Integration is an odd thing.  You have to make many people agree on common things in order for it to work.  If you look at the things that people agree upon, you can see where you are in data integration, and where you still have to go.

I’d like to lay out a maturity model for data integration:

Level 0 – no elements in common

Languages, reference data, assumptions… all different.  Integration can only occur in the data warehouse and then only after each data source goes through a mapping and normalization process. 

Level 1 – simple reference data in common

A shared set of reference data is produced by individual systems and other systems agree to use that reference data.  For example: a standard list of countries and their codes, a standard list of products in the sale catalog.  Notice that I said ‘simple reference data.’  I literally mean flat files, since this is the most common way to share simple reference data. 

Level 2 – single instance shared database

One common form of integration is done using shared databases.  In this mechanism, multiple different applications produce updates and/or reports from a single database.  This is the most clear case of ‘shared data model’ integration.  Developers who work in this environment are required to learn a great deal about the ‘data environment’ created by that shared database in order to write valid applications.  Under this scenario, a single process model is nearly always evident, with well understood state transitions.  That said, the developers are not required to treat the system as ‘event driven’ in any particular way. They are aware of shared data, include the state machine(s), and use that information in their work. 

Level 3 – synchronized database

The next step in ‘shared data model’ integration, similar to the previous style but which leverage some form of data replication or synchronization under the covers.  The database itself not only has common tables, but those tables are kept in sync through back end processes. 

Synchronized database integration is an interesting bird.  There is often no formal mechanism for knowing “when” a data element will be copied from one instance of the database to another, so you have to be careful to maintain integrity.  When I’ve seen this kind of integration performed, the coders had to be very careful to insure that every database write was wrapped in a reasonable transaction.  Otherwise, it was possible for the synch mechanism to pick up a partial transaction and attempt to ship it to the other database instance… and that data transfer, when it didn’t fail, created a loss of data integrity.  Declarative Referential Integrity (DRI) helps a great deal in this situation.  If your database does not have DRI, then use this mechanism at your peril.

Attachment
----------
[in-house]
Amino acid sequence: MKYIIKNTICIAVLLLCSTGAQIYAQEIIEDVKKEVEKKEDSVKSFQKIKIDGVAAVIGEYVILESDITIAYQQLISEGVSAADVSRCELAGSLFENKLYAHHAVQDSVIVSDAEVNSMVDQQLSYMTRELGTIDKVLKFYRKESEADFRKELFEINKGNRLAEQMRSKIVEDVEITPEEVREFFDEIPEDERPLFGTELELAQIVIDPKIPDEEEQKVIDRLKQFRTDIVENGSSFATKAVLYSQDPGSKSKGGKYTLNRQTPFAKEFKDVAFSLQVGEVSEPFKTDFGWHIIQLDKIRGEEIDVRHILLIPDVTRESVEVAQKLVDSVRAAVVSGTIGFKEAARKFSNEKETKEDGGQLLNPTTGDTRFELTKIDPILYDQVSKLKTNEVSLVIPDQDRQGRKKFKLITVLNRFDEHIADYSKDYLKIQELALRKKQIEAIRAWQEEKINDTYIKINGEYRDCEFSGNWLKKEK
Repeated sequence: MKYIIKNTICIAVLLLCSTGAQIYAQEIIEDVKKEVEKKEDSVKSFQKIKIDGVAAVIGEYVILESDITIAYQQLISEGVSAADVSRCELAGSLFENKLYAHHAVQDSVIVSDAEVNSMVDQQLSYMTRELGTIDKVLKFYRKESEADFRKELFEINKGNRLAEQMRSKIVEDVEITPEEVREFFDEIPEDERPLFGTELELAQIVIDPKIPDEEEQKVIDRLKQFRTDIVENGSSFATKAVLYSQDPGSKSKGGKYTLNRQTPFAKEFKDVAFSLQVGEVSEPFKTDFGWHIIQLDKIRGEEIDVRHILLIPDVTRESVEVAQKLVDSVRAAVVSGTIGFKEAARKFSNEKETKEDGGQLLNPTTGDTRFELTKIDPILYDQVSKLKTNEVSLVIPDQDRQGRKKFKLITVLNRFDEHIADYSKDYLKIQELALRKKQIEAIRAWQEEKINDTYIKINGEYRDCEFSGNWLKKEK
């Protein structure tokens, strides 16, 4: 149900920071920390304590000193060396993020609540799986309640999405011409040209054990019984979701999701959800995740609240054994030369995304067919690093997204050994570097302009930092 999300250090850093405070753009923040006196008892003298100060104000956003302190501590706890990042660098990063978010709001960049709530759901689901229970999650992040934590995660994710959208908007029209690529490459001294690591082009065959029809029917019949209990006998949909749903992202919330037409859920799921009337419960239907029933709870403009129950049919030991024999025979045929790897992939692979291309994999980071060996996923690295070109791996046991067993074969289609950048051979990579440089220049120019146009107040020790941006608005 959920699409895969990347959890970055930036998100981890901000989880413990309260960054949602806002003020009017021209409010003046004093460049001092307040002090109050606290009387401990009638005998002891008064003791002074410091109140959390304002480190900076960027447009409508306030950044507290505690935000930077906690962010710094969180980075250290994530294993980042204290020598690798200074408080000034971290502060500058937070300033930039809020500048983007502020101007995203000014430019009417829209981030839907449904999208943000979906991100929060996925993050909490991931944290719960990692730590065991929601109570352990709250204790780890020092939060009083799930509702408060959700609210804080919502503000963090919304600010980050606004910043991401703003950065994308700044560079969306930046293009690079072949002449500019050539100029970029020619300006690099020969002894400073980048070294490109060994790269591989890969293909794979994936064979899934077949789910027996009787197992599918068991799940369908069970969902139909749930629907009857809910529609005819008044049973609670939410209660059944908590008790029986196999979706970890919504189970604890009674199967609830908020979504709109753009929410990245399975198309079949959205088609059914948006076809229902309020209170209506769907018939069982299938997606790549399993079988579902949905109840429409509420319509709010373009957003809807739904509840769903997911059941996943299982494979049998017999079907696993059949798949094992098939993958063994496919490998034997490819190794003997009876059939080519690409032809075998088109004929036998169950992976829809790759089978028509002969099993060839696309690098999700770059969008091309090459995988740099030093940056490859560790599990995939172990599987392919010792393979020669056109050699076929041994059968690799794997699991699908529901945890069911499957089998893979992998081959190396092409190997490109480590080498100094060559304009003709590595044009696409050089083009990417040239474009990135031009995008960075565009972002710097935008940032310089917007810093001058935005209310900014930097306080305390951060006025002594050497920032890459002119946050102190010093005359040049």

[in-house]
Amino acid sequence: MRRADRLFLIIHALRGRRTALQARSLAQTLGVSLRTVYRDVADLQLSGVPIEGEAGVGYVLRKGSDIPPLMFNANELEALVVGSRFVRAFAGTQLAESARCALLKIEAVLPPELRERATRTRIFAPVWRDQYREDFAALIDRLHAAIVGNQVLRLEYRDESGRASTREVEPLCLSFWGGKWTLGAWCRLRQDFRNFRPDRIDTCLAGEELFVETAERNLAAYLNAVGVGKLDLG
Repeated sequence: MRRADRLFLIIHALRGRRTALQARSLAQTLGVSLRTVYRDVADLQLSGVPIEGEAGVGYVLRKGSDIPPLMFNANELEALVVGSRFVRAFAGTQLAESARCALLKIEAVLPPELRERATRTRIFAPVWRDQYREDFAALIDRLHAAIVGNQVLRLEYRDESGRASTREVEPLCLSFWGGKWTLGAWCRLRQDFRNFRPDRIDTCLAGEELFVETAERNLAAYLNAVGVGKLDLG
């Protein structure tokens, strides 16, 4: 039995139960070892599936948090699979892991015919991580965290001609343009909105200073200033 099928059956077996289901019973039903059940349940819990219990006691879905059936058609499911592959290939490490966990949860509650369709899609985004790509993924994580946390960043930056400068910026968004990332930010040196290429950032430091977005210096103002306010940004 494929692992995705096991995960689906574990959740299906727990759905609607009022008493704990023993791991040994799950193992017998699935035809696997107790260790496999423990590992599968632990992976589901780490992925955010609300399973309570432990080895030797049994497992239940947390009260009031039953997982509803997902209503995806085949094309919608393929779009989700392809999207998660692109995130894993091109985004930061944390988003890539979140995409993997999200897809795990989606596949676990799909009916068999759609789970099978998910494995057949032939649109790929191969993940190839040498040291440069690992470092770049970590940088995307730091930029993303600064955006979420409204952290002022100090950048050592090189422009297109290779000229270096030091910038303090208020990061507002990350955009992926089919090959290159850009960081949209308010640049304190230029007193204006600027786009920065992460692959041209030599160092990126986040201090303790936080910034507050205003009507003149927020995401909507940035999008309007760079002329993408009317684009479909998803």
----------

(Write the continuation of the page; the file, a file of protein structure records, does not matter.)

Level 4 – synchronized referential events

In this model, two or more systems share a logical data model, and event driven design begins to emerge.  Each system may introduce their own events into their own database.  The architect selects an event that is useful and decides ‘on this event, we share data.’  He or She publishes event data at that time and the consuming system may subscribe.   Note that the databases are not synchronized at the database level.  It is at the logical level.  This decouples the databases from one another.

Synchronized referential events is so named because the events are usually tied to complete transactions, but they are not necessarily events that the business would recognize, and the vast majority of ‘recognizable business events’ are not used or made available for integration.  It is a one-off integration mechanism used for point-to-point integration. 

It is very useful, however, to help systems scale.  In high performance environments, this form of integration occurs frequently, because it makes sense.  Unfortunately, because the events are selected to be convenient to the business processes that the two systems decide to agree upon, you are very likely to end up coupling the integration mechanism to the business process itself, often at a point in the business process that the business itself wouldn’t recognize. 

As such, it is very difficult to create a ‘network’ of databases that each use synchronized referential events to communicate with one another, because the data will appear to transfer at nearly random times. 

Level 5 – synchronized business events

In this model, we take our scalable event-driven model from the prior level of maturity and we add a constraint: the events that we use to synchronize the data between systems derive from a standardized list of business events

The business WILL recognize this list of events, because they helped to define it. These are the events that occur across multiple business processes and which indicate a key change in state for a key business object.  (for example, a sale may change state from ‘proposed’ to ‘executed’, which implies a great deal about how data is handled and what obligations have been transferred from one business party to another.  The business object is the sale record.  The change in state is the point at which an obligation has been placed on the business.  This one cuts across business processes fairly firmly).

A system that participates in a synchronized business event integration model must publish every one of the business events that it knows about, even if there are no known subscribers.  The list of business events is not huge, but it is not random, and that is the biggest value.  Everyone knows not only when data is available, but what it means when data is available, because there is a semantic understanding of what state the data is in when it arrives.